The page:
My favorite squash are the crooknecks but they were not available at planting time so I settled for a summer squash also known as yellow zucchini. Did you know that the yellow zucchini flowers are edible? They are supposed to be a "culinary delicacy" when sauteed or deep fried.
Professional gardeners recommend that you slip a barrier such as a foam tray or a newspaper between the squash fruit and the soil to prevent rot. Experts also suggest that you cut out the smaller squashes to promote the growth of larger ones. It is important that you harvest the fruit before the skins turn hard.
Unfortunately, squash is susceptible to troublesome pests that spread bacterial wilt before any of the fruit is ready for harvest. You may control aphids with a forceful spraying of water. The aphids are known to carry virus. The pumpkin plants on the Back Forty have developed a powdery mildew that requires spraying with a commercial fungicide. So far, the rest of the squash planted among the red top bushes are doing fine.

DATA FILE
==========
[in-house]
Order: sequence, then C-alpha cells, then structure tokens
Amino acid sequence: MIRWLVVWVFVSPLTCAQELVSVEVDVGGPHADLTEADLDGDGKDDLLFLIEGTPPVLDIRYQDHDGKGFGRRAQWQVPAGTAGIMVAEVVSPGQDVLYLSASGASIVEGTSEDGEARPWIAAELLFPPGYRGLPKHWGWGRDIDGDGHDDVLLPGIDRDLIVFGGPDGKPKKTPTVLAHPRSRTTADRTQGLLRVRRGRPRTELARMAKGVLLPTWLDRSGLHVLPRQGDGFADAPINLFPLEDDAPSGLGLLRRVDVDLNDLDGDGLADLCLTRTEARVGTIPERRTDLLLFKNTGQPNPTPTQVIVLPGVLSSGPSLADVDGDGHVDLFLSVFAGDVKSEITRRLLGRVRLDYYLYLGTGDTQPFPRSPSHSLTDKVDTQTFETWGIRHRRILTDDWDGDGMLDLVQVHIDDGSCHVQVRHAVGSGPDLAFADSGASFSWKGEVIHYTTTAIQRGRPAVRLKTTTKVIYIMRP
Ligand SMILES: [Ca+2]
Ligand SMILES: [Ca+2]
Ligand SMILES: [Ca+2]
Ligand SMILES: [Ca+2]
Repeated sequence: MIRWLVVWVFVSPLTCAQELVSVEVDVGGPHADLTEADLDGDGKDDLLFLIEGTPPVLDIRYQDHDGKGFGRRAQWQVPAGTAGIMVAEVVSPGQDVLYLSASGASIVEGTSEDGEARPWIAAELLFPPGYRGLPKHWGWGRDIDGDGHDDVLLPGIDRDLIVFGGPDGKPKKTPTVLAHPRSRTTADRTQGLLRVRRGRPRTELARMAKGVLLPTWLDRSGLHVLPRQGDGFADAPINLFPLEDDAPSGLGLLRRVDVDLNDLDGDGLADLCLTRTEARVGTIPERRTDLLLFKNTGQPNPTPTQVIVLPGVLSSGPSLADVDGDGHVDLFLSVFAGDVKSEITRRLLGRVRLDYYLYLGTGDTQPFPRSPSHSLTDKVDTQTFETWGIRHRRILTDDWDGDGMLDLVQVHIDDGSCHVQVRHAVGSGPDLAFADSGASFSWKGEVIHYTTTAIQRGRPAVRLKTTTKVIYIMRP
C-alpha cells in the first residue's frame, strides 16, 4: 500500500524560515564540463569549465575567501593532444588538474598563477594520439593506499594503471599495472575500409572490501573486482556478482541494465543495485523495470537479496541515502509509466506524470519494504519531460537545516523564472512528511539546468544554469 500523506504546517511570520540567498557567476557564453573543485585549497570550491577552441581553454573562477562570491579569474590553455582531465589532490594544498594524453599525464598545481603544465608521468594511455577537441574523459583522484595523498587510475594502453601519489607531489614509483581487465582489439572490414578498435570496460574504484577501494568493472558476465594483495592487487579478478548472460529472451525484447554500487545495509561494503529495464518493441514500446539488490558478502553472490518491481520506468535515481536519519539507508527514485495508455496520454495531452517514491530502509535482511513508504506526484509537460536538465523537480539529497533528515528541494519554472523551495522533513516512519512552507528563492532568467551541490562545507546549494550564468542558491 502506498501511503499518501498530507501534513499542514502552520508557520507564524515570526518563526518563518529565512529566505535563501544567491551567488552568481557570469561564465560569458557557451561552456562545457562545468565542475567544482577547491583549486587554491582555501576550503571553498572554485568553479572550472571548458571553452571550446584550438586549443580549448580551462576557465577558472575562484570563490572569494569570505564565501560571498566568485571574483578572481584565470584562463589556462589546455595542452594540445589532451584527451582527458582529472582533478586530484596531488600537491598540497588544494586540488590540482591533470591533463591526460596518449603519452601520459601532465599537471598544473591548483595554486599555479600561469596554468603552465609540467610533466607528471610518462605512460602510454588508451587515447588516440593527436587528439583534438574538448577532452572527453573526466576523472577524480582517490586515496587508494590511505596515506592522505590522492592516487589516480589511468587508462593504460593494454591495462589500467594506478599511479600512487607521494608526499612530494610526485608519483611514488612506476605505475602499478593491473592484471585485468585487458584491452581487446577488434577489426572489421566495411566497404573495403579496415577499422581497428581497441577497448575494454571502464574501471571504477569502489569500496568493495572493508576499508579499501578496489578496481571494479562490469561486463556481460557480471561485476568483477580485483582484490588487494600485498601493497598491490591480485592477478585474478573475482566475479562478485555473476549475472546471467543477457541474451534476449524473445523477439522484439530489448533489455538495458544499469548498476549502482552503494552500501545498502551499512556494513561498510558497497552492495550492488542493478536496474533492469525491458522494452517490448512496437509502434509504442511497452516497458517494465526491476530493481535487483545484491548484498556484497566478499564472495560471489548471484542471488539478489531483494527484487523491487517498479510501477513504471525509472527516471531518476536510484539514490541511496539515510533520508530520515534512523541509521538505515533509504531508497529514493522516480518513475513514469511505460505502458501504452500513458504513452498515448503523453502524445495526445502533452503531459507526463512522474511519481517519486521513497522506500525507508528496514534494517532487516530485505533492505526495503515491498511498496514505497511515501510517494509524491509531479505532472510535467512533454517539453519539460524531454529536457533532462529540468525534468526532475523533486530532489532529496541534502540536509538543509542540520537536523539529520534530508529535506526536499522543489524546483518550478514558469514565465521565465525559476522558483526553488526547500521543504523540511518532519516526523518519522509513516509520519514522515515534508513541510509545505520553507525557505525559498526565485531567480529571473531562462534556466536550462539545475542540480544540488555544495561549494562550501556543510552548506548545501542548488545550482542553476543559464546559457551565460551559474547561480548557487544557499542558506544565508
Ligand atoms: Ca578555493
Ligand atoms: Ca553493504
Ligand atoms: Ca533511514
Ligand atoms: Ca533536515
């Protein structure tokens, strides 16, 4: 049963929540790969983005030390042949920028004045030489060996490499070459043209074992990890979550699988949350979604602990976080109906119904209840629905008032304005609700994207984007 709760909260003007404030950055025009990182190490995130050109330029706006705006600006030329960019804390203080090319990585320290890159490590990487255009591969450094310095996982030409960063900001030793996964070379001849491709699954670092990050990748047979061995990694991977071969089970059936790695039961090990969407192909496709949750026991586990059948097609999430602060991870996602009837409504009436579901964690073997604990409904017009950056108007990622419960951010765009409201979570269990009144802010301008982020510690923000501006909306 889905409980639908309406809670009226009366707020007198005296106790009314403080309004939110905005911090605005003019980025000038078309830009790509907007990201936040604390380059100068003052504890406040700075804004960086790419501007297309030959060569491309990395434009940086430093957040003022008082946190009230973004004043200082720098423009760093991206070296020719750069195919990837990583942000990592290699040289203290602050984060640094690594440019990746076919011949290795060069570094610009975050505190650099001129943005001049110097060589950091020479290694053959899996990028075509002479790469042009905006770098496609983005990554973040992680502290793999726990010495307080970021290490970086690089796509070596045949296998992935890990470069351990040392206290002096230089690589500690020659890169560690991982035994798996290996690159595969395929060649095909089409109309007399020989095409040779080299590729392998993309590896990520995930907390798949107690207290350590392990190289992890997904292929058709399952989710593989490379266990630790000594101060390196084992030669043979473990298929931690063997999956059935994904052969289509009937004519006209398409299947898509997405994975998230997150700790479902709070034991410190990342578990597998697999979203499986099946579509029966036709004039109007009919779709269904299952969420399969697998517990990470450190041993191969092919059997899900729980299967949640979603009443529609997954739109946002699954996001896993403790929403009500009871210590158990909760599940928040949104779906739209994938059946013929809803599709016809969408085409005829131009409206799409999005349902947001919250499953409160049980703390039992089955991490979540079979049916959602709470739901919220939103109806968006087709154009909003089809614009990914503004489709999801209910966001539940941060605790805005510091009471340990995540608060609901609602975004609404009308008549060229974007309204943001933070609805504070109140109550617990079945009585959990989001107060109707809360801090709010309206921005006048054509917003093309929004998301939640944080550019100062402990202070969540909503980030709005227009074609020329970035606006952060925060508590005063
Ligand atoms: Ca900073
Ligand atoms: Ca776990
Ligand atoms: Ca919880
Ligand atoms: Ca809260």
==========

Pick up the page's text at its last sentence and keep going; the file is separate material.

|Summer Squash Fruit|
Since my squashes have succumbed to rot and wilt in previous years, I have not had a chance to freeze too much of them, but it is doable. I cut the squash up with skin and seeds in large bite size pieces, dunk them in boiling water for a few minutes, drain, and cool under running water, then bag them and put them into the freezer. They turn out fairly well and when cooked with some onions taste rather delicious.
Source: Encyclopedia of Plant Care by Miracle-Gro
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